This paper analyzes causes of the low self-employment rate among Mexican-Americans by studying self-employment entry and exits utilizing panel data from the Survey of…
This paper analyzes causes of the low self-employment rate among Mexican-Americans by studying self-employment entry and exits utilizing panel data from the Survey of Income and Program Participation (SIPP). Our results indicate that differences in education and financial wealth are important factors in explaining differences in entrepreneurship across groups. Importantly, we analyze self-employment by recognizing heterogeneity in business ownership across industries and show that a classification of firms by human and financial capital intensiveness, or entry barriers, is effective in explaining differences in entrepreneurship across ethnic groups.
This survey overviews the literature on entrepreneurship and self-employment. The author catalogs the main contributions of this body of research and makes a distinction…
This survey overviews the literature on entrepreneurship and self-employment. The author catalogs the main contributions of this body of research and makes a distinction between issues on which there is now widespread agreement and those for which no consensus has yet emerged. This latter set of issues provides fertile ground for further research.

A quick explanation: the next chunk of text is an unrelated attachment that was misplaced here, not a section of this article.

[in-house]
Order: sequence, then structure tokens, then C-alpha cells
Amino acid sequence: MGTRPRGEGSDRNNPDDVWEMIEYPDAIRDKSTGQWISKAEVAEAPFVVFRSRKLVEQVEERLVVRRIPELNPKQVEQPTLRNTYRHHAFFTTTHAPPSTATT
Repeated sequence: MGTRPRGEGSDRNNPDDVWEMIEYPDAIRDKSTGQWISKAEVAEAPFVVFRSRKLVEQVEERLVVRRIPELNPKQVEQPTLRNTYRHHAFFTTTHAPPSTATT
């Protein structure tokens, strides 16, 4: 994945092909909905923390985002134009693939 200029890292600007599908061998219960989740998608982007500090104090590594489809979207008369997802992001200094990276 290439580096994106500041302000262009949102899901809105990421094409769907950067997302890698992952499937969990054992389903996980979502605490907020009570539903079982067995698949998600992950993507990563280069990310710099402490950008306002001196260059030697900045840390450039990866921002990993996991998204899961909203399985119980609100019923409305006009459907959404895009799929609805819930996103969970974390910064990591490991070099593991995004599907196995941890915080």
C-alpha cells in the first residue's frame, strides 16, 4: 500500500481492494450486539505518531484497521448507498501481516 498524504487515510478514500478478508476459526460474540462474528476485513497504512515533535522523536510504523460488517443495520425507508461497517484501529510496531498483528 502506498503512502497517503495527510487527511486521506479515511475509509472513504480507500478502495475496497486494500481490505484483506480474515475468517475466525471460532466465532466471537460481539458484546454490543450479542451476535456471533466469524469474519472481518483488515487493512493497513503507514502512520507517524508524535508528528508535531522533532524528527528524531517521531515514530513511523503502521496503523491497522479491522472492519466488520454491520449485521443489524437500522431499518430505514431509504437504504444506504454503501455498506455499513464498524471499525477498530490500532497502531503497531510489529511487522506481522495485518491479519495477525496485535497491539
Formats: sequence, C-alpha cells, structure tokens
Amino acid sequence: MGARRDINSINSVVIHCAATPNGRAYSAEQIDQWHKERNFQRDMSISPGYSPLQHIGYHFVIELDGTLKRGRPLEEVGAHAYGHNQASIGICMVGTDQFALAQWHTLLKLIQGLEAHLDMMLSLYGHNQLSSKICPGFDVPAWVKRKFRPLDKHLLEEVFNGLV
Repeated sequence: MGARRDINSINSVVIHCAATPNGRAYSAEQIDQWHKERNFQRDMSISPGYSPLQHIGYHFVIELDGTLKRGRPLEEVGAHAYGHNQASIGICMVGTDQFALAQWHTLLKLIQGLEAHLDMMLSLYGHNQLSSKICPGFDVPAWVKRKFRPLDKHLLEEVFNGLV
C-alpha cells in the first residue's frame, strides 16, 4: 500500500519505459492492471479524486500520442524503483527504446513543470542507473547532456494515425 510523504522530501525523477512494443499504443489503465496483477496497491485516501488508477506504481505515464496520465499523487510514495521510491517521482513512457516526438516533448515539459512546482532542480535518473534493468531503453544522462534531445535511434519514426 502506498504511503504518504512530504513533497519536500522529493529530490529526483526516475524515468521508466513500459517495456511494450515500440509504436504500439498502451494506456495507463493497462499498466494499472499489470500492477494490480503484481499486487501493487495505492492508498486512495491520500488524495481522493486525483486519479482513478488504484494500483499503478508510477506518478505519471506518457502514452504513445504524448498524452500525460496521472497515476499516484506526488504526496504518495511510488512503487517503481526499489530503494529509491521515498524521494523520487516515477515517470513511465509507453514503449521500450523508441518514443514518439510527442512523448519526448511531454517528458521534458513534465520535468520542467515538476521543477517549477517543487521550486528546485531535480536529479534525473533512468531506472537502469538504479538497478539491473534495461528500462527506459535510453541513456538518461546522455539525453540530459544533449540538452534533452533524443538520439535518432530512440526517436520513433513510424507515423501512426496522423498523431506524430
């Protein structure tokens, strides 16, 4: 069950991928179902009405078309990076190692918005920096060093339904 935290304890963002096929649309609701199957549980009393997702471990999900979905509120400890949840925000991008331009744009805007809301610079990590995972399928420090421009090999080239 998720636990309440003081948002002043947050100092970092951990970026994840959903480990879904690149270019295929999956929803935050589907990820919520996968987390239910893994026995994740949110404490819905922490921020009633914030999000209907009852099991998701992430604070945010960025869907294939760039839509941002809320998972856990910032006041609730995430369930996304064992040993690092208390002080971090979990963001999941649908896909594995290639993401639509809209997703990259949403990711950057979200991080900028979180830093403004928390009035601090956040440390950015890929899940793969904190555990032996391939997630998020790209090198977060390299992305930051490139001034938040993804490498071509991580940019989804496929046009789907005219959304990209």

This chapter is concerned with examining the families that play Pokémon Go together within the context of spatial practices. The chapter begins by outlining the general…
This chapter is concerned with examining the families that play Pokémon Go together within the context of spatial practices. The chapter begins by outlining the general approach to spatiality that we adopt throughout this book, which is predicated on the ‘spatial turn’ within the social sciences. Here, spatial practices are understood as being socially constructed in day-to-day live, as opposed to being something simply given. In other words, ‘the concept of the city’ and the ‘urban fact’ (de Certeau, 1984, p. 1, italics in original) are not one and the same thing. Instead, the phenomenology of space is moulded in the social realm as part of the practice of everyday life, which has consequences for hybrid reality games (HRGs) like Pokémon Go. After delineating between ‘space’ and ‘place’ à la the ‘mobilities turn’, we shift our attention to embodied approaches to urban life. This begin with an examination of the art of the flânerie, which has been reimagined to account for the ubiquity of mobile media, and more recently, locative games. A review of the literature surrounding locative games demonstrates that, for the most part, concerns about spatiality have not extended to the kind of intergenerational play that is the focus of this book. Drawing on our original study of Pokémon Go, as outlined above, then, the chapter is driven by the following research questions. First, to what extent does Pokémon Go lead to families spending more time outside and how is this reshaping experienced. Second, what effect does this HRG has on the routes and pathways families choose to follow while traversing their physical setting, as well as the sites they frequent. Third, to what extent do families engage with the various elements of Pokémon Go and what does this suggest about the evolution of locative play in the context of earlier location-based social networks (LBSNs).